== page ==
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Testing the Limits: Your Teen's Legal Rights

Internet Privacy
Internet privacy
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John Ritter

Teens consider cyberspace their turf—a private, no-holds-barred arena where they can say and do what they want. So they're shocked to find that blogs and social network posts meant for their friends can get them into trouble at school. In Pembroke Pines, Florida, a principal recently suspended a teen who set up a Facebook page where friends could heap abuse on an English teacher. Two years ago in Eden Prairie, Minnesota, athletes were banned from playing for several weeks when administrators got wind of Facebook photos showing the kids drinking at a party. The Internet isn't the only place where schools might pry. At Monarch High in Boulder, Colorado, officials confiscated student cell phones and read their text messages, then transcribed them and put them into their files. When the families sued, the school settled and promised not to view texts—unless there was parental permission.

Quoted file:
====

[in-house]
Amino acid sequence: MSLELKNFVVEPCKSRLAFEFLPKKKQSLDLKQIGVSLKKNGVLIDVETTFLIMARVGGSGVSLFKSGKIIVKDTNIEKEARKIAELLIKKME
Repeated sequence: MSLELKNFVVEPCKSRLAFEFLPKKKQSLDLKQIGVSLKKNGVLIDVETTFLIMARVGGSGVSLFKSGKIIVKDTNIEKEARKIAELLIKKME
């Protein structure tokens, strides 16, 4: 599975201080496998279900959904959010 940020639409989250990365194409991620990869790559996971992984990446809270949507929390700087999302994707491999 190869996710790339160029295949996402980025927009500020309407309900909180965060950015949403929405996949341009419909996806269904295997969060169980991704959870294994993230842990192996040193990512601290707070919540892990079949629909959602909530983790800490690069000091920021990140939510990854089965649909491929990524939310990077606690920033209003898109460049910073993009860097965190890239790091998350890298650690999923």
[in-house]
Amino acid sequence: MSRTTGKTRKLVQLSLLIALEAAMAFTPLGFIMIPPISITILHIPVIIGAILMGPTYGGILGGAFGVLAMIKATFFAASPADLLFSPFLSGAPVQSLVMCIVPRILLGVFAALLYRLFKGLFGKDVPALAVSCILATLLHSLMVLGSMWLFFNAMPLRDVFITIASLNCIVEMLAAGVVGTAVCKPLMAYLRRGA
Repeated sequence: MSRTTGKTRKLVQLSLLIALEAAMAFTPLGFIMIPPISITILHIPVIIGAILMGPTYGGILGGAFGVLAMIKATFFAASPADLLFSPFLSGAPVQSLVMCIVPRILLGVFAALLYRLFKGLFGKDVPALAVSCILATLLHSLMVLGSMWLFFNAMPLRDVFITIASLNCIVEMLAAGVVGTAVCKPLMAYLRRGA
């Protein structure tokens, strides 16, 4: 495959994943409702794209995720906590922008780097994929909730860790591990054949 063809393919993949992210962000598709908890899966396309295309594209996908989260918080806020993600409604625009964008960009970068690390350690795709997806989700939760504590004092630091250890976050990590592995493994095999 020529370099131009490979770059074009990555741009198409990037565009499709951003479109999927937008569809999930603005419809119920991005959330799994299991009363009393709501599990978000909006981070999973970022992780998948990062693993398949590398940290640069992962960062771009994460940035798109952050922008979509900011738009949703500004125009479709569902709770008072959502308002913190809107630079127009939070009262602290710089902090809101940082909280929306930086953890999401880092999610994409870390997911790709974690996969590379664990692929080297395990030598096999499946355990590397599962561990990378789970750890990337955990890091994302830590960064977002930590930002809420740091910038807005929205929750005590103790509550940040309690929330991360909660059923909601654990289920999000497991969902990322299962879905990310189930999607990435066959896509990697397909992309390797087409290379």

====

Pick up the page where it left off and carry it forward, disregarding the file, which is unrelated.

The courts are divided on what boundaries administrators can cross. In Pennsylvania, judges recently issued opposite rulings in two cases—one said a middle school could discipline a girl for mocking her principal on MySpace, while another found that a similar parody was protected by the Constitution. Clearly, though, the presumption that schools can't punish off-campus behavior is breaking down. "Kids think the Internet is a legal-free zone, and it's not," says David Hudson, a scholar at Vanderbilt University's First Amendment Center. "If you call the principal a sex offender on your blog and it's false, that's defamation and you can be charged with a crime."

Lesson plan: You've told your child before, and you've got to say it again: Anything she puts on the Internet is public—"like a huge billboard with her name on it," says Susan Epstein, a family therapist and founder of Kids can't assume that teachers won't see insulting remarks, party scenes or provocative pictures posted online or sent by cell phone; if they make the rounds in the hallways, there's a good chance officials will get wind of them. Athletes may be held to a higher standard, "especially if compromising photos of drinking are found, and they signed a no-alcohol agreement," says Riddile. He also cautions against accessing blogs or social network pages from class computers. "If you use their equipment, that makes it a school issue," he says.